Hear, Hear! Better Living with Hearing Loss

Hearing loss affects over 30 million Americans—and it’s not just a problem for the elderly. The majority (65 percent) of people with hearing loss are actually younger than age 65. There are more than six million people in the U.S. between the ages of 18 and 44 with hearing loss, and nearly one and a half million are school age, according to the Better Hearing Institute. Because hearing has a profound effect on quality of life, it’s important to know how to recognize hearing loss, and what can be done about it.

Signs of Hearing Loss

Do you:

  • Have trouble hearing over the telephone?
  • Find it hard to follow conversations when two or more people are talking?
  • Often ask people to repeat what they are saying?
  • Need to turn up the TV volume so loud that others complain?
  • Have a problem hearing because of background noise?
  • Think that others seem to mumble?
  • Can’t understand when women and children speak to you?

Then it’s time to see your doctor and ask about referrals to an otolaryngologist (a specialist who can investigate the cause of hearing loss) or an audiologist (a specialist who will measure hearing loss).

Many people think that their physician will tell them during their physicals if they have a hearing problem. But in reality, only about 14 percent of physicians routinely screen for hearing loss. That’s why it’s important to talk with your healthcare provider and get screened if you exhibit hearing loss signs.

Better Living with Hearing Loss

It’s an unpleasant reality—aging can take a toll on hearing. According to the National Institute on Deafness and Other Communication Disorders (NIDCD), 1 in 3 people older than 60—and half of those older than 85—have hearing loss.

Hearing problems can make it difficult to respond to warnings, understand and follow doctor’s advice, and even to hear doorbells and alarms. The good news is that there are many assistive technologies that can make living with hearing loss easier.

  • Hearing aids of many styles and capabilities, some of which are hardly visible and others which can even sync up with other electronic devices.
  • Amplified telephones or telephone caption services help facilitate outside communication.
  • Personal infrared and FM systems make it easier to hear the television, movies, meetings, and religious services.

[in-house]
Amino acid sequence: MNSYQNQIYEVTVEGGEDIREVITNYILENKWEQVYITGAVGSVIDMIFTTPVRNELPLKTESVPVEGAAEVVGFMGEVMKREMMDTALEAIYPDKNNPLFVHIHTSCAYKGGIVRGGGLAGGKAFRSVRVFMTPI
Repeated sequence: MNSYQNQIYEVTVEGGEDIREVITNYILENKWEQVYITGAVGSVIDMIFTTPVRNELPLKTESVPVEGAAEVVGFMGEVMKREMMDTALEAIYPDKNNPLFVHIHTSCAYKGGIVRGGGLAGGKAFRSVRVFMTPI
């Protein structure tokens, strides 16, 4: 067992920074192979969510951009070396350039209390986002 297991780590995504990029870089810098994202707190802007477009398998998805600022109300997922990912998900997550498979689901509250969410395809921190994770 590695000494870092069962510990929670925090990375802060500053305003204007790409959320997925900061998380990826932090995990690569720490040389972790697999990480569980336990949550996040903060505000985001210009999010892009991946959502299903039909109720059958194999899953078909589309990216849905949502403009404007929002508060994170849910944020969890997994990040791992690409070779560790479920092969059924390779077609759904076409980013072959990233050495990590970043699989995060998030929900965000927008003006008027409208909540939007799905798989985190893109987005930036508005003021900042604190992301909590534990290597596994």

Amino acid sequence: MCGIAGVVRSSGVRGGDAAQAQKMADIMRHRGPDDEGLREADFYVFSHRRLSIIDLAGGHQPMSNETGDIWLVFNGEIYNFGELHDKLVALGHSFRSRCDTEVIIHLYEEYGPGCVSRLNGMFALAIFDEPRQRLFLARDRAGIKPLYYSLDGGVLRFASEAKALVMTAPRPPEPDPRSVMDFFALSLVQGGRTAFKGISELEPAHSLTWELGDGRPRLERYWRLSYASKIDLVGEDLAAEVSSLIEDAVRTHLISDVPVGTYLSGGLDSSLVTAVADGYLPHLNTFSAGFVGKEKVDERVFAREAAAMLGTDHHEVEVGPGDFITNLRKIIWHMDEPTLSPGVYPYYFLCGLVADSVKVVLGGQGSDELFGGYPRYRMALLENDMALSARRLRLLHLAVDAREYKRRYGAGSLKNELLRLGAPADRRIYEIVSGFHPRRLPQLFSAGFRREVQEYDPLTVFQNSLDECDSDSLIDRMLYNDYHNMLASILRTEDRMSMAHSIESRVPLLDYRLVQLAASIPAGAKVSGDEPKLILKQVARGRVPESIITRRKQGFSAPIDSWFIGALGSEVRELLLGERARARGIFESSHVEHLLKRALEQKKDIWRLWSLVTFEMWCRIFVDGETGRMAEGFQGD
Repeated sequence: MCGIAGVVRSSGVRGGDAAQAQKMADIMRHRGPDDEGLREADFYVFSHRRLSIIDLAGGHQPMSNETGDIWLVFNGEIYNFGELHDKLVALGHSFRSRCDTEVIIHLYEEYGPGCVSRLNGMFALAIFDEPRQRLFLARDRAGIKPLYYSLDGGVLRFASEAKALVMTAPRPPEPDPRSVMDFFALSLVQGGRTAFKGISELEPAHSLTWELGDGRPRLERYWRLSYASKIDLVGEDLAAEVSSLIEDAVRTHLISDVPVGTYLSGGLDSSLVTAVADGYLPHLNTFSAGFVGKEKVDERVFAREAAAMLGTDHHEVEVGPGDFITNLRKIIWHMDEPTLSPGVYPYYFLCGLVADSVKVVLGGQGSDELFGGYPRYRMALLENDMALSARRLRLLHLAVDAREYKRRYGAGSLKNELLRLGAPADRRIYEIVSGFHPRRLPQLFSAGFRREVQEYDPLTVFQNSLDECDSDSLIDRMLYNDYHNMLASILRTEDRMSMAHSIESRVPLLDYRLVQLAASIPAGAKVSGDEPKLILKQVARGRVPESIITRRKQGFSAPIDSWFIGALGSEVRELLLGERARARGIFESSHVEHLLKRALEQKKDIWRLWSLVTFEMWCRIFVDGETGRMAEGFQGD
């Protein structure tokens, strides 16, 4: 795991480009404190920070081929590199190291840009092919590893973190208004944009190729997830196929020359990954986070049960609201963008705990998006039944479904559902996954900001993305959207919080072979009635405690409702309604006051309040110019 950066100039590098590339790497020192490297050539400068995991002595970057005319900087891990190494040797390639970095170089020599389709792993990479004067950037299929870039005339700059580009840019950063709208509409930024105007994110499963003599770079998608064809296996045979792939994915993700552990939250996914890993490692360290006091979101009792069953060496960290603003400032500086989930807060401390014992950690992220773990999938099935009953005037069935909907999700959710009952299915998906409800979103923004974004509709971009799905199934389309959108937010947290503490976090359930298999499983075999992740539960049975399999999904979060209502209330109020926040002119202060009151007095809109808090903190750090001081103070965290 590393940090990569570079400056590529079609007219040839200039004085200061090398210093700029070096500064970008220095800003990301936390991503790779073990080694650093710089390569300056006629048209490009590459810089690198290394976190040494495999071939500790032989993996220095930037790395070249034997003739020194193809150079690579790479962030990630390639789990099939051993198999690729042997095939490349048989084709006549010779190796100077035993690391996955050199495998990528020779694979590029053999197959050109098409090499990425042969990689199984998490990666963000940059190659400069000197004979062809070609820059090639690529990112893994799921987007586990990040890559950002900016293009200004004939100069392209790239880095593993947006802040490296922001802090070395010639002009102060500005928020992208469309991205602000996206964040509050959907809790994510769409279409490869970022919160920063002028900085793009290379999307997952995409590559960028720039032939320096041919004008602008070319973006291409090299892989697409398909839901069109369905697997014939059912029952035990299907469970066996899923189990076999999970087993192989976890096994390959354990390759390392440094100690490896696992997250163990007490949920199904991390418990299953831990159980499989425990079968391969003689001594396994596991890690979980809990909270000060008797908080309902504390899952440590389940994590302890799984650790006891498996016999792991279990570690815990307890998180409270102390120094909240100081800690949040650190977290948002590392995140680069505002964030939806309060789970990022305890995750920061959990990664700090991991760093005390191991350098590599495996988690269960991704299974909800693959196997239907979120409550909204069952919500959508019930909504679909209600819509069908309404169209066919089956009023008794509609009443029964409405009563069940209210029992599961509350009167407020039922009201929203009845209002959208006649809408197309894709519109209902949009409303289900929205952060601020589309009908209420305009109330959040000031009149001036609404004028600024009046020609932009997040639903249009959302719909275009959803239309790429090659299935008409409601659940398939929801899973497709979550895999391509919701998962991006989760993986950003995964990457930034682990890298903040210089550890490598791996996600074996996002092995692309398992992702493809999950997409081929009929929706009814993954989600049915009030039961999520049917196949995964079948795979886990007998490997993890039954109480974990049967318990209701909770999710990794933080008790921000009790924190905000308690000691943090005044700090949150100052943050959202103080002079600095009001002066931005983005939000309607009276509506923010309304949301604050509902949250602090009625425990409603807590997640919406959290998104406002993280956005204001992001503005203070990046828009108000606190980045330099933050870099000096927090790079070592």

• Computerized speech recognition software lets a computer change a spoken message into a readable text document.
  • Closed-captioned TV (CCTV) shows spoken dialogue and sounds in a text display. All TVs now sold with screens of at least 13 inches must have built-in captioning.

You can learn more about hearing loss at The Better Hearing Institute  and the Hearing Loss Association of America.

All the Better to Hear You With

There are a surprising number of people who could benefit from hearing aids that don’t wear them. But those that do wear them report a significant improvement in quality of life.

A survey by the Better Hearing Institute found that, of the hearing aid wearers that responded:

  • 71 percent reported more effective communications.
  • 56 percent had a better social life.
  • 55 percent reported better relationships at home.
  • 56 percent had better relationships in the workplace.
  • 48 percent had improved emotional health.

Today’s hearing aids are not the big, clunky ones you may remember. There are sizes and styles to fit every lifestyle, and many are winning awards for their design.

  • Completely-in-the-Canal (CIC) hearing aids fit into the ear canal and are virtually invisible.
  • Behind-the-Ear (BTE) hearing aids are much sleeker, smaller and more discreet than their predecessors.
  • Open-Fit BTEs are nearly invisible behind the ear and use a thin plastic tube or a thin wire to amplify sound into the ear canal.

Hearing Aid FAQ

  • Are hearing aid batteries interchangeable among manufacturers? Battery dimensions are standardized across all brands. All sizes are the same— just look for the color standard to find your battery size.
  • Should I open the door on my hearing aid when it’s not in use? Yes. It is a good idea to open the battery door on your hearing aid when you are not using it. This reduces battery drain and may allow air in to remove any moisture buildup.
  • How should I store my batteries for best hearing aid battery life? To get maximum hearing aid battery life, keep batteries at room temperature. Heat can shorten hearing aid battery life and a damp location like the refrigerator is not recommended. Also, never carry loose batteries in your pocket or purse. Contact with metal items like keys or coins can short-circuit the battery.

Learn more about getting the most out of hearing aids and hearing aid batteries at Energizer.

Ask Before You Buy

Before buying hearing aids, the hearing experts at NIDCD say you should ask a few questions:

  • What features would be most useful to me?
  • Does the audiologist perform real ear measures to verify the performance of the hearing aids?
  • What is the total cost of the hearing aids? Do the benefits of newer technologies outweigh the higher costs?
  • Is there a trial period to test the hearing aids? (Most manufacturers allow a 30- to 60-day trial period during which aids can be returned for a refund.) What fees are nonrefundable if the aids are returned after the trial period?
  • How long is the warranty? Can it be extended? Does the warranty cover future maintenance and repairs?
  • Can the audiologist make adjustments and provide servicing and minor repairs? Will loaner aids be provided when repairs are needed?
  • What instruction does the audiologist provide?

Not all insurance will cover hearing aids, but AARP members can save 20 percent on hearing aids and hearing care through the AARP Hearing Care Program provided by HearUSA.